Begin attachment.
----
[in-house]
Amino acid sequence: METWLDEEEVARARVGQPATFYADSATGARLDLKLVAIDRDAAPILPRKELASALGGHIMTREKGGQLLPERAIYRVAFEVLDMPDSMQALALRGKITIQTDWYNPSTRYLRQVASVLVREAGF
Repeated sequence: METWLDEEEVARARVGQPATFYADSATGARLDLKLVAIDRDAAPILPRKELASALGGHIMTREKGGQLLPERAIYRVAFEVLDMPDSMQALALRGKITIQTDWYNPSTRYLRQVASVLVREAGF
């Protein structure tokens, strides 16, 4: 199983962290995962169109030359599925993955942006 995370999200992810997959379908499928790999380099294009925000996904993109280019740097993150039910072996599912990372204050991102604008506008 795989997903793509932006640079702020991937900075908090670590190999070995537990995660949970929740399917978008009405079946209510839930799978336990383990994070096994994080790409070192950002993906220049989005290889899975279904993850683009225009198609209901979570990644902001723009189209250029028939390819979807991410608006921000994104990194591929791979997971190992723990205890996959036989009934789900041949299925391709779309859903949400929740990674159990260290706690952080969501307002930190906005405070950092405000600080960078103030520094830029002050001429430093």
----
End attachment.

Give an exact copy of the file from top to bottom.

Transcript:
[in-house]
Amino acid sequence: METWLDEEEVARARVGQPATFYADSATGARLDLKLVAIDRDAAPILPRKELASALGGHIMTREKGGQLLPERAIYRVAFEVLDMPDSMQALALRGKITIQTDWYNPSTRYLRQVASVLVREAGF
Repeated sequence: METWLDEEEVARARVGQPATFYADSATGARLDLKLVAIDRDAAPILPRKELASALGGHIMTREKGGQLLPERAIYRVAFEVLDMPDSMQALALRGKITIQTDWYNPSTRYLRQVASVLVREAGF
């Protein structure tokens, strides 16, 4: 199983962290995962169109030359599925993955942006 995370999200992810997959379908499928790999380099294009925000996904993109280019740097993150039910072996599912990372204050991102604008506008 795989997903793509932006640079702020991937900075908090670590190999070995537990995660949970929740399917978008009405079946209510839930799978336990383990994070096994994080790409070192950002993906220049989005290889899975279904993850683009225009198609209901979570990644902001723009189209250029028939390819979807991410608006921000994104990194591929791979997971190992723990205890996959036989009934789900041949299925391709779309859903949400929740990674159990260290706690952080969501307002930190906005405070950092405000600080960078103030520094830029002050001429430093």